Changes in Funding Patterns by Latin American Banking Systems: How Large? How Risky? - Working Paper 420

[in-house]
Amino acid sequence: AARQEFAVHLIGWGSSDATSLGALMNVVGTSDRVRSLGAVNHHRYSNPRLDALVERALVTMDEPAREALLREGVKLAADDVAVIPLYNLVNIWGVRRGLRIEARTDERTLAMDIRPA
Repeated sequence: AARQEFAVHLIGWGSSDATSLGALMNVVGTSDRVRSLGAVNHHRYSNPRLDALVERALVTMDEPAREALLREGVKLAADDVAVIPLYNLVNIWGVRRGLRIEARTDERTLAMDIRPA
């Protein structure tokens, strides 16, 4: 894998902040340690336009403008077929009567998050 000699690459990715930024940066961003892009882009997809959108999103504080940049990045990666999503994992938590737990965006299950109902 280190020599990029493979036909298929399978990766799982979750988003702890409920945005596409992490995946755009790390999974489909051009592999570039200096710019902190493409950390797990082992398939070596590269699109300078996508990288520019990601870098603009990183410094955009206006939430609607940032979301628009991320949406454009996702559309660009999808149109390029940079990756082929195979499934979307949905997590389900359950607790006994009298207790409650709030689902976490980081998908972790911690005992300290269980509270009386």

This paper investigates the shifts in Latin American banks’ funding patterns in the post-global financial crisis period. To this end, we introduce a new measure of exposure of local banking systems to international debt markets that we term: International Debt Issuances by Locally Supervised Institutions. In contrast to well-known BIS measures, our new metric includes all entities that fall under the supervisory purview of the local authority. This is especially important in Latin America, where the participation of foreign banks that are established as independent, fully-capitalized entities is most substantial. Using this metric we found that all types of Latin American banking groups significantly and sharply increased their issuance of external debt securities during 2010-14. Owing to the low ratios of banks’ external debt to total liabilities in the pre-crisis period, solid solvency ratios and improved supervisory capacity, the increase in banks’ external indebtedness did not result in financial difficulties and, by mid-2015 banking systems remained strong. However, a preliminary analysis of risks based on this new trend reveals the emergence of several signs of increased vulnerability. Firstly, in some banking groups (particularly in Brazilian banks, domestic and foreign alike) the increased issuance of external debt was accompanied by a greater reliance on wholesale funding. In contrast, reliance on wholesale funding by Colombian banks remained low and stable. Secondly, rollover risks have significantly increased for Latin American banking groups. Maturing debt, which increased significantly in 2013-14, will continue at high levels in 2015-16 in the context of major uncertainties in international capital markets. This risk is especially noticeable in Brazil and Chile, whose ratios of maturing debt to total debt are high. Thirdly, despite a sizeable accumulation of international reserves, the large increase in banks’ external debt might have contributed to reducing the resilience of central banks to deal with severe adverse shocks.

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